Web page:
Non-profit recovers dog tags of father and son, puts them on display at Ohio Veterans Home

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SANDUSKY, Ohio — Medals awarded to America’s veterans and other pieces of military memorabilia are being bought and sold online every day, and it’s the mission of one local non-profit organization to return the symbols of sacrifice to the veterans or their surviving family members.

The group, Purple Hearts Reunited, is paying tribute to a local family with a history of service that has been forgotten over time.

When the U.S. Army fought in the battlefields of France in World War I, Private Frank Bintz of Sandusky served his country and when he came home, Bintz married and had four children. He died in 1958 at what is now the Ohio Veterans Home in Sandusky and is buried in Castalia.

Frank’s son, John Bintz, joined the Army in the 1960’s and served during the Vietnam War. He died in 1987 and is buried near his father.

The military identification tags of Frank and John Bintz somehow ended up in the hands of a collector, who tried to sell the tags online to the highest bidder.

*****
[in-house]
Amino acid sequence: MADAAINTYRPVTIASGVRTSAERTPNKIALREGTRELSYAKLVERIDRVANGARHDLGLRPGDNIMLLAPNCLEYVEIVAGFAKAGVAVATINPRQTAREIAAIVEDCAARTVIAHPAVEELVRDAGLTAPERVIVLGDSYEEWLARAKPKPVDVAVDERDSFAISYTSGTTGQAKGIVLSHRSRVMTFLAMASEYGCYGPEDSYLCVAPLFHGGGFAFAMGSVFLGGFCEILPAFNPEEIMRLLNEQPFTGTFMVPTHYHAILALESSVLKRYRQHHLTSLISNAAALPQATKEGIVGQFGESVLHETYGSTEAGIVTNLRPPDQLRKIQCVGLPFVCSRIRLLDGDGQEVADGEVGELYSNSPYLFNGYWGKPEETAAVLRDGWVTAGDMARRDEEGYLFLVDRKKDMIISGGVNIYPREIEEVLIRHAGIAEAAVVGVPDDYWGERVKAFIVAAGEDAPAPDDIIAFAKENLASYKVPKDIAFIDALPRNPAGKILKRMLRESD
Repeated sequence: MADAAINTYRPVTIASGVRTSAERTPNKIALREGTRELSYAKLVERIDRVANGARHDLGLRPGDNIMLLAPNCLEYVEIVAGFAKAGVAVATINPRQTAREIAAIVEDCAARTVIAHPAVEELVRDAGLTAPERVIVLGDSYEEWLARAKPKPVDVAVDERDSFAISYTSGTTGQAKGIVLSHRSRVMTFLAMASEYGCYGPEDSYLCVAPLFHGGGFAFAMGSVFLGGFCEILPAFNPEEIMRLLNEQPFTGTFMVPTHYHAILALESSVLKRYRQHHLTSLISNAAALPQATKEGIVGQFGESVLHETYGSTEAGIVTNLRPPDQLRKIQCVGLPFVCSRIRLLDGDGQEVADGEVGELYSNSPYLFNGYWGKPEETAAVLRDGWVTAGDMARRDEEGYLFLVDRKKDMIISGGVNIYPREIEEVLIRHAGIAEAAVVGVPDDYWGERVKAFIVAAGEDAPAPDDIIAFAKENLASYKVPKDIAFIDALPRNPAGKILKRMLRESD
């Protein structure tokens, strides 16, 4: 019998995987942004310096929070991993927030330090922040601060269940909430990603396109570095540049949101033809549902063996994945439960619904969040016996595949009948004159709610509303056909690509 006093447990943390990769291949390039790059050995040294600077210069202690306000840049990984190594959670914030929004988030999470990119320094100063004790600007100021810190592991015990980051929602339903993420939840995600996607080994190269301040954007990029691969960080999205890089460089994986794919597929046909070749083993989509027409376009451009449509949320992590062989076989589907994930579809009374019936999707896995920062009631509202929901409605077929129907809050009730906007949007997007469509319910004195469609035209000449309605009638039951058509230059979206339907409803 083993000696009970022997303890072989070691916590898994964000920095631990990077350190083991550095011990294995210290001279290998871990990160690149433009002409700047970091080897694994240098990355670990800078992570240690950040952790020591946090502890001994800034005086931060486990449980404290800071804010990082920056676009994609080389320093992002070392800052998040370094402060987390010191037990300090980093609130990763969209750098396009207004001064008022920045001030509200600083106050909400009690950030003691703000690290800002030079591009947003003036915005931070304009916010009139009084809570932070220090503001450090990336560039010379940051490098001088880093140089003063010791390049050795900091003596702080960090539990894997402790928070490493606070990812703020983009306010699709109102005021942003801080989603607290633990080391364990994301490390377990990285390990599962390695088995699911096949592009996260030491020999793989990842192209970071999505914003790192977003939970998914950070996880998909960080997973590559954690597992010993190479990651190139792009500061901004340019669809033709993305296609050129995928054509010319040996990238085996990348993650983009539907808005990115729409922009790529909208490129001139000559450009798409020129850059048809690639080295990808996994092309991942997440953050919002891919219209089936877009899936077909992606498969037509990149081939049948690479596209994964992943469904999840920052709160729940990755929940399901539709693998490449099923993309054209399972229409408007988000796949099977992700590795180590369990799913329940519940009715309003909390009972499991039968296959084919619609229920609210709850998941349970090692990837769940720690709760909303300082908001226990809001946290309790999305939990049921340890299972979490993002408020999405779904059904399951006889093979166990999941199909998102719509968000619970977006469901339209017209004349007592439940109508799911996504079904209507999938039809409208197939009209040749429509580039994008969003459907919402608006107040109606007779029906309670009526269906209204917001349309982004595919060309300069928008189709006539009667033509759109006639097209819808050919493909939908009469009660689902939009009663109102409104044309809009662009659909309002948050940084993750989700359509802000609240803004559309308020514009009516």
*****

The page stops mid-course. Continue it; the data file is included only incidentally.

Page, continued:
At the Ohio Veterans Home, they refer to the practice as stolen valor.

“I don’t think that people should put any medals, dog tags for veterans, online to try to make a buck, it’s wrong,” said U.S. Army Veteran Steve Humerickhouse.

The dog tags of Frank and John Bintz were rescued from the online auction block by Purple Hearts Reunited, and when the organization could not identify any next of kin, they decided the military museum at the Veterans Home would be a fitting place of honor for the lasting symbols of a patriotic father and son.

“It’s incredible, you get to bring both a tangible piece of their family member home, but also a lot of intangible pieces come along with it,” said PHR Director of Operations, Jessica Jaggars.

Even though they are no longer with us, the service of Frank and John Bintz to their country so long ago will not be forgotten, as a display of their tags hangs in a place of honor in the museum.

“It’s great to rescue these things from the obscurity that they can fall into. They mean a lot to the people who share the service,” said Sean McCarthy of the Ohio Department of Veterans Services.

Since 2012, Purple Hearts Reunited has returned over 650 lost medals to veterans or their surviving family members in 42 states.

 

 

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